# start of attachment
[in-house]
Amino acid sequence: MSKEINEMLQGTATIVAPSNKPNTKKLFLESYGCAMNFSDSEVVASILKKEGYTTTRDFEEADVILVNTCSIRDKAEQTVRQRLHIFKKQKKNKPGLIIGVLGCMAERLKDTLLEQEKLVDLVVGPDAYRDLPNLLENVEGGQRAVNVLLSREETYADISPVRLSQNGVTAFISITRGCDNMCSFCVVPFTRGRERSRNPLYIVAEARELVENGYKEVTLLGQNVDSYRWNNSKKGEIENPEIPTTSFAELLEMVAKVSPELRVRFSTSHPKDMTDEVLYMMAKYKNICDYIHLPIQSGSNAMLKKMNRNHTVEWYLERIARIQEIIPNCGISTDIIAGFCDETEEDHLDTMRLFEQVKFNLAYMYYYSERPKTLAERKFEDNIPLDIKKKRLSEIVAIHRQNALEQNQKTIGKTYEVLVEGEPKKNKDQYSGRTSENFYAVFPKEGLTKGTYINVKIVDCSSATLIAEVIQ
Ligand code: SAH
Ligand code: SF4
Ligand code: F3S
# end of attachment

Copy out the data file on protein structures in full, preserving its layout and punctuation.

[in-house]
Amino acid sequence: MSKEINEMLQGTATIVAPSNKPNTKKLFLESYGCAMNFSDSEVVASILKKEGYTTTRDFEEADVILVNTCSIRDKAEQTVRQRLHIFKKQKKNKPGLIIGVLGCMAERLKDTLLEQEKLVDLVVGPDAYRDLPNLLENVEGGQRAVNVLLSREETYADISPVRLSQNGVTAFISITRGCDNMCSFCVVPFTRGRERSRNPLYIVAEARELVENGYKEVTLLGQNVDSYRWNNSKKGEIENPEIPTTSFAELLEMVAKVSPELRVRFSTSHPKDMTDEVLYMMAKYKNICDYIHLPIQSGSNAMLKKMNRNHTVEWYLERIARIQEIIPNCGISTDIIAGFCDETEEDHLDTMRLFEQVKFNLAYMYYYSERPKTLAERKFEDNIPLDIKKKRLSEIVAIHRQNALEQNQKTIGKTYEVLVEGEPKKNKDQYSGRTSENFYAVFPKEGLTKGTYINVKIVDCSSATLIAEVIQ
Ligand code: SAH
Ligand code: SF4
Ligand code: F3S